2. $12.8 million to increase Opportunity Scholarships;
  3. $5.2 million retiree remittance adjustment ($68.67 increased to $69.57);
  4. K 12 2018-19 insurance funding increased from $840 per FTE to $845.18;
  5. $20 million increase to special education funding;
  6. Increase from $8 million to $21 million the funding necessary to implement SEBB (School Employee Benefit Board).

What is the likely effect if the legislature increases funding for classified employee salaries in the 2018-19 school year instead of the 2019-20 school year?  The 36.5% increase (from $34,180 to $46,647) starting September 1, 2018, sounds great but remember this is an allocation increase that is limited by other laws (primarily EHB 2242 passed in the 2017 legislative session).  That law limited our access to the increased funding for classified employee salary allocations over the 2018-19 and 2019-20 school year.  If the legislature agrees to raise the allocation as proposed by Governor Inslee, this law will also have to be changed in the 2018 legislative session.  PSE will be advocating to increase the allocation as proposed by the Governor and change the law to do no harm to classified employees ability to get reasonable cost of living adjustments and market based salaries.

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McCleary solution approved

Governor Inslee now gets his chance to approve the hard fought McCleary solution after the House and Senate easily approved HB 2242.  House vote: 67=26.  Senate vote: 32-17.

 

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Budget all done

In quick order the House and Senate have both approved the 2017-19 operating budget.  House vote: 70-23.  Senate vote: 39-10.  Governor Inslee is expected to sign the bill long before the deadline of midnight tonight.

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3rd special session starts

In 2 hours, Governor Inslee will start the 3rd special session.  With only 9 days left before the current budget expires (and therefore all funding for state funded programs), budget negotiators have as much pressure on them as possible to reach an agreement.  Strategically, they will need to announce the agreement by the 26th, no later than the 27th, in order to get everybody to town, brief them on the agreement and to get the staff to prepare the paperwork so they have all the information necessary for the final votes.  Will they make it in time?  My guess, and it is only a guess, is they won’t.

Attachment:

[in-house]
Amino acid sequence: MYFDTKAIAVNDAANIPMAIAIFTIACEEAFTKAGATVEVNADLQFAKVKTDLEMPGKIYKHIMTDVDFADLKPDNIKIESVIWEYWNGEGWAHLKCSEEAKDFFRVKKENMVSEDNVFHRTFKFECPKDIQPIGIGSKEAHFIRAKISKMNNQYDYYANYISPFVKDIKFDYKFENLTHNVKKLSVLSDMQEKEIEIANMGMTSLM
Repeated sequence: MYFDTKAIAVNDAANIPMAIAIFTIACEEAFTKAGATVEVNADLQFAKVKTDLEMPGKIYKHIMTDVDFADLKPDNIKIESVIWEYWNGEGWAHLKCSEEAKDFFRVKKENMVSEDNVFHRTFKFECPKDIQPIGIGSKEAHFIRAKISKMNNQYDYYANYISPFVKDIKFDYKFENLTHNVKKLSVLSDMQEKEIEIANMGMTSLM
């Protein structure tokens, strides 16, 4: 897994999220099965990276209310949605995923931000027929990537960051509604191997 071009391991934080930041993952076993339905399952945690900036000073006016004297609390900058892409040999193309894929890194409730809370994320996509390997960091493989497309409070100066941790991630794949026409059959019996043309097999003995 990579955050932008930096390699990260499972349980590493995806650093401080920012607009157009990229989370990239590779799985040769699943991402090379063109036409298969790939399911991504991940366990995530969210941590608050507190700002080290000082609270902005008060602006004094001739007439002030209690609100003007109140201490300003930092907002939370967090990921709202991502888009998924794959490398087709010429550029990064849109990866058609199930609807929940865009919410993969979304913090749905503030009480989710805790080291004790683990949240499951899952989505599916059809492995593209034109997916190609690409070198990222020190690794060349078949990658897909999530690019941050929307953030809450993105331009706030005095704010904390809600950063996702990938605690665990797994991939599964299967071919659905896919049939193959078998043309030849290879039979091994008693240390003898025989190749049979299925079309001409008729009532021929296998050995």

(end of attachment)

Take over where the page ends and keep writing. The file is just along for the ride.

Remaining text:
Will there be a government shutdown?  My guess, and it is only a guess, is there won’t be a government shutdown because they will pass a one or two month extension of current state funding.

Sitting on the sidelines impatiently watching this is the Supreme Court demanding that they reach a conclusion to fully fund K 12 education. Will they add another sanction to the $100,000 per day fine to get the legislators to take their order seriously?

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K 12 compensation tied to McCleary

When the Supreme Court entered its last order, they made compensation a major issue that the legislature needed to address.  This wasn’t new to anyone since it has been clear for decades that local levies, not the State, have been paying for “competitive salaries”.  What “competitive” means is that the State provides school districts a “base salary” but school districts have to rely upon local levies to add additional compensation to make salaries “competitive”.

This is true for all three of the major classification of employees: teachers, principals, classified employees.  And the amount of money coming from local levies for “competitive” salaries is a very large number: $1.2 billion per year.  The classified employee share of the total amount is $244 million.  Because the Court wants the State to fully fund or have at least a plan to fund this by 2018, legislators (and Governor Inslee) have offered 3 different solutions.  Solutions form House Democrats and Governor Inslee are similar while the Senate is significantly different.

Governor Inslee

While there were significant salary increases for teachers and administrators, there were also significant increases for classified employees.